(Photo: Scenes from the flood in Karachi, Pakistan; Taken from The Guardian)

Around the same time Hurricane Harvey was making its way to Houston, TX we see that people in South Asia including India, Pakistan, Nepal and Bangladesh are experiencing their own natural disaster. This is in no way a takeaway from the historic destruction the hurricane has caused to the great city of Houston, however it is important to acknowledge that this devastating storm has affected neighboring countries, not cities; each suffering just as much, if not more than the other. Bangladesh for example is 1/3 under water, in Mumbai, India, a four-story residential building has collapsed killing 21 people, Pakistan has experienced 3.8in of rain in some areas of Karachi, and 150 people are dead in Nepal.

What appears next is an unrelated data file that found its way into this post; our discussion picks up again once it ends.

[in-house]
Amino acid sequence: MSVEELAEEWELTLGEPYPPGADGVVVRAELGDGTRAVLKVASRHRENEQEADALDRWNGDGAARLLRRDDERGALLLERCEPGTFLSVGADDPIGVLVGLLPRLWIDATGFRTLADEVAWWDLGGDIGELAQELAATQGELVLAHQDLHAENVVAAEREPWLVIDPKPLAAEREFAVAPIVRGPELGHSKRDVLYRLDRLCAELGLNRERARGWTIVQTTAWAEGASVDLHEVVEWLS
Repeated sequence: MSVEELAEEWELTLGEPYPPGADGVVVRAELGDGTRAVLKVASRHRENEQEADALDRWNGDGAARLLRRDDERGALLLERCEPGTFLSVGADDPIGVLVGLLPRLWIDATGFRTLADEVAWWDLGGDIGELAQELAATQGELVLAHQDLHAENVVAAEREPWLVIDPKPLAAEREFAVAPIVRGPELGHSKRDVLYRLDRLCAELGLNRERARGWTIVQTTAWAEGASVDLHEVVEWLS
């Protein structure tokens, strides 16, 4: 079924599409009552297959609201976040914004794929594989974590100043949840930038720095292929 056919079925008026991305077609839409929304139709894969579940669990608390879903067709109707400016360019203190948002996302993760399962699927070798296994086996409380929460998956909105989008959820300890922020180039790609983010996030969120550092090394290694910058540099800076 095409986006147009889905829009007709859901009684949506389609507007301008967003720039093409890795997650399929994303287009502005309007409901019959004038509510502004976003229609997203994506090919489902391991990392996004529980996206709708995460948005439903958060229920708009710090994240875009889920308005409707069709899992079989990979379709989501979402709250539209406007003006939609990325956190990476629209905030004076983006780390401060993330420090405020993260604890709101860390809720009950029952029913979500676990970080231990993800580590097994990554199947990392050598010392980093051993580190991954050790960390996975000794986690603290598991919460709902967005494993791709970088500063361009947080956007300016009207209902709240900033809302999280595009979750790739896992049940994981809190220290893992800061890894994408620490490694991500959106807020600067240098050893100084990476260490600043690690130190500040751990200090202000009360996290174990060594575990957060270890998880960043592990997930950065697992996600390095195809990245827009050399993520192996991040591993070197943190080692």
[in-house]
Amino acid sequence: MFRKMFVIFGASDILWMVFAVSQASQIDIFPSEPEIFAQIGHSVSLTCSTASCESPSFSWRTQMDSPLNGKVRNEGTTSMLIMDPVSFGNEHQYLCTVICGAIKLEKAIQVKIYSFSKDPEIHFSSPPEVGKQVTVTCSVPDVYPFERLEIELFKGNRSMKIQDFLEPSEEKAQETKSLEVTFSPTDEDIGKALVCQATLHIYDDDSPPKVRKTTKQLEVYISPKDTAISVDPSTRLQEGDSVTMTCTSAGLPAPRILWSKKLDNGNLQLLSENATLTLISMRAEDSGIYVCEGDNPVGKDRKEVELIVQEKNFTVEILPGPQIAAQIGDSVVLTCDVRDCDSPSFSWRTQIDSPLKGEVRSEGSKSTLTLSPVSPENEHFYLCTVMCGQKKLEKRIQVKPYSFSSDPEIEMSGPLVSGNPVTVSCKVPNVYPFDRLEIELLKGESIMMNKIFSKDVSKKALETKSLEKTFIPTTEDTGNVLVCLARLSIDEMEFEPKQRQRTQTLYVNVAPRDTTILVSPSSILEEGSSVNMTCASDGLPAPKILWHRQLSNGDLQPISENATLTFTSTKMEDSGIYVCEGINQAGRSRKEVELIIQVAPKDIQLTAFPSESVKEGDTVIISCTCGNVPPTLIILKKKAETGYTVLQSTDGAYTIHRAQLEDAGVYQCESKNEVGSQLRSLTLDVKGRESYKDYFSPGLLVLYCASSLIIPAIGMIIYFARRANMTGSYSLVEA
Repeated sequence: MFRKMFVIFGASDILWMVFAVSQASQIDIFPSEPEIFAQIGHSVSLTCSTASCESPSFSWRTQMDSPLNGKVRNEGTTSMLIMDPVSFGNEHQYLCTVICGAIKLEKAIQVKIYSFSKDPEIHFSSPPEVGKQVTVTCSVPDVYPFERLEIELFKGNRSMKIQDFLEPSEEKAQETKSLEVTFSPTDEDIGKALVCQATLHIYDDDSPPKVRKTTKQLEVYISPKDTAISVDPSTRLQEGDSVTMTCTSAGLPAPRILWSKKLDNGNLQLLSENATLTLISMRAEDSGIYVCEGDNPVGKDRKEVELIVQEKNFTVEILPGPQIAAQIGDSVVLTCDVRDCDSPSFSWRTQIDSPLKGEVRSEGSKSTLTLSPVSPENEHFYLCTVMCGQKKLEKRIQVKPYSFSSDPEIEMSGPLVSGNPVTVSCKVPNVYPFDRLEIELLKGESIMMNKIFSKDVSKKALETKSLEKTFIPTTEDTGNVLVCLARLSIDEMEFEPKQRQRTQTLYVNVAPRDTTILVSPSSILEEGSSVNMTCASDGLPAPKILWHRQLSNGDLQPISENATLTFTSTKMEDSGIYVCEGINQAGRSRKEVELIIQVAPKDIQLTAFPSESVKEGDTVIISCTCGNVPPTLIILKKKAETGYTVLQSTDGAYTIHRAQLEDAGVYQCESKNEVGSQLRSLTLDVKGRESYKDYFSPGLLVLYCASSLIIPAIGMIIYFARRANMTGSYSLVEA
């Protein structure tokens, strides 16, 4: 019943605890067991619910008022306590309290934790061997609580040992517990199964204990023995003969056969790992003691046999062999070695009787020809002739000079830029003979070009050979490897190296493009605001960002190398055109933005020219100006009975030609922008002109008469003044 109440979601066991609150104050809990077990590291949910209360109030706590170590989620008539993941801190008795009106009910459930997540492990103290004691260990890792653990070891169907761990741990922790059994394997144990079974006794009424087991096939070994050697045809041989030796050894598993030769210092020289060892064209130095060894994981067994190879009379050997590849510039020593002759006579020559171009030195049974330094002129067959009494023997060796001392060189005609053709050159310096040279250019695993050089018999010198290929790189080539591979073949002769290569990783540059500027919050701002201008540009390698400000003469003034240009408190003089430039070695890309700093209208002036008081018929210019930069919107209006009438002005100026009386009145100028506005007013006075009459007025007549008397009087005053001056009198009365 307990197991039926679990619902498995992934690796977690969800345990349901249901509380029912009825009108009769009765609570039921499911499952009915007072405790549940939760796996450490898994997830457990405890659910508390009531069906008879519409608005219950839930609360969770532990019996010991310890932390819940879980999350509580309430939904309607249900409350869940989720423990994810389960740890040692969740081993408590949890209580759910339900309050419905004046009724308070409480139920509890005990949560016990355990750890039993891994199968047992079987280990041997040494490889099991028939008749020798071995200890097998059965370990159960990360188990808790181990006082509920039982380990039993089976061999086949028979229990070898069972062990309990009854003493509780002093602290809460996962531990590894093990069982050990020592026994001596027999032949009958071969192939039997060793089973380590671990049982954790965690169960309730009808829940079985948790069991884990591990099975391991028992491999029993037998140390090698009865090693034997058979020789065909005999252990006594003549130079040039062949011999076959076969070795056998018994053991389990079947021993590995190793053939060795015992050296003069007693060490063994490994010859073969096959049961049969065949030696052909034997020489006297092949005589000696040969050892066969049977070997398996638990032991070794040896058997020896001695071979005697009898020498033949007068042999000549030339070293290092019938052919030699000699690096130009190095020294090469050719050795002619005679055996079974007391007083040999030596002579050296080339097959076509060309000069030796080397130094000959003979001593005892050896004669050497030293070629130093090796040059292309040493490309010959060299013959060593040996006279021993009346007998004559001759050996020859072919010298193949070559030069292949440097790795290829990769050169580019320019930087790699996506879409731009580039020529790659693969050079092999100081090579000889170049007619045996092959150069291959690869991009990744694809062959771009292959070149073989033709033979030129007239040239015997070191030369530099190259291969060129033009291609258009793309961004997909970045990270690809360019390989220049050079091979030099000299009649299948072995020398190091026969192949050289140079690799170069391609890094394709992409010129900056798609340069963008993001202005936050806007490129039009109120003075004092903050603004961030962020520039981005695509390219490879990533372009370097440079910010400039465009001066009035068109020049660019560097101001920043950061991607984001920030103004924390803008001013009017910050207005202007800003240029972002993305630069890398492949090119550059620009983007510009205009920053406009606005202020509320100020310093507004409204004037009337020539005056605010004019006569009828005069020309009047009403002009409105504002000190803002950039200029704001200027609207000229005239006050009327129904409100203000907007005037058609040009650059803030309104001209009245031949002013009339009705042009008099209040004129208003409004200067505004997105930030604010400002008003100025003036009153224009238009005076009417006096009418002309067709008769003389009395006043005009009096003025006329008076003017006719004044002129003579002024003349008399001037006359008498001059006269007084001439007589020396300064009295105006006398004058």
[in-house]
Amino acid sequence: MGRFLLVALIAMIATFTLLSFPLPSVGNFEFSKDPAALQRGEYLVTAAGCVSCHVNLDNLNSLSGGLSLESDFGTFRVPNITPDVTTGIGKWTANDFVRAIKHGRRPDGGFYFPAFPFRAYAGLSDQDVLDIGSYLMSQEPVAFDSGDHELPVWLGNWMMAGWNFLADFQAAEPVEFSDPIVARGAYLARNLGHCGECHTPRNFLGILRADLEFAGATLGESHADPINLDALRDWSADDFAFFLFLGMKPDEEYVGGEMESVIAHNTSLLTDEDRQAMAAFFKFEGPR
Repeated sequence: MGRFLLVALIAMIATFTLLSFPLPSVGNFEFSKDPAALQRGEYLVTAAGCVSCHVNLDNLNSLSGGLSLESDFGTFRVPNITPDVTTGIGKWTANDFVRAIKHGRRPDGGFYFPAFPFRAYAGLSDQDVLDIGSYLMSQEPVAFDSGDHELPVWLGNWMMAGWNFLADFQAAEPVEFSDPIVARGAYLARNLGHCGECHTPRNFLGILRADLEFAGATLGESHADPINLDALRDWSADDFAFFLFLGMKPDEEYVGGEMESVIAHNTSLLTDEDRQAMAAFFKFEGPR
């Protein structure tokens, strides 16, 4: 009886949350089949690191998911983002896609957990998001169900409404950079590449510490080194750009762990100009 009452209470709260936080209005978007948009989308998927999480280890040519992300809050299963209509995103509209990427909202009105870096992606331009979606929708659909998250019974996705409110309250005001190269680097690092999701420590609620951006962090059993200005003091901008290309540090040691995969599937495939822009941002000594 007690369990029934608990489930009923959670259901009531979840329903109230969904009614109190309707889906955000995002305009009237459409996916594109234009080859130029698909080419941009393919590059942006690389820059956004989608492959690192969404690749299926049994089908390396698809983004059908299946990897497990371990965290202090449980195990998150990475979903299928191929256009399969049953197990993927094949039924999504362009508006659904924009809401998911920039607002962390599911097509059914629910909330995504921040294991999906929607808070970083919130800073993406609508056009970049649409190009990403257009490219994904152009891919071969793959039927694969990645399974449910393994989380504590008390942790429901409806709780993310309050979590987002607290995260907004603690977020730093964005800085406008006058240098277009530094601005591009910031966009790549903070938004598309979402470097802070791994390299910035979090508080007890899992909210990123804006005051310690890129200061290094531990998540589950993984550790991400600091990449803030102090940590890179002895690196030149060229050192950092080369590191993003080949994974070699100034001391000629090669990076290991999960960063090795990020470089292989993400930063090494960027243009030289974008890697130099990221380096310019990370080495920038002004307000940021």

Like Houston, however, the flood in these respective South Asian countries is being recorded as, in addition to being deadly, historic. According to the article, it is reminiscent of the 2005 flood in Mumbai, which took the lives of over 500 people. That very year, residents of Louisiana felt the wrath of Hurricane Katrina, which lay dwelling in the hearts and memories of the victims and those of Hurricane Harvey. Moreover, residents feel similar sentiments towards government officials, as also echoed in Houston, condemning their lack of preparation for such a disaster. Although the point in sharing this article is not to compare disaster and casualty rates, but rather to extend hands to our brethren across the ocean and rebuild together, as we have already suffered enough together.

-Mr. Writer

Originally written on the 1st of September, 2017 at 9:08 P.M. 

Link to article: https://www.theguardian.com/world/2017/aug/31/south-asia-floods-fears-death-toll-rise-india-pakistan-mumbai-building-collapses?CMP=share_btn_tw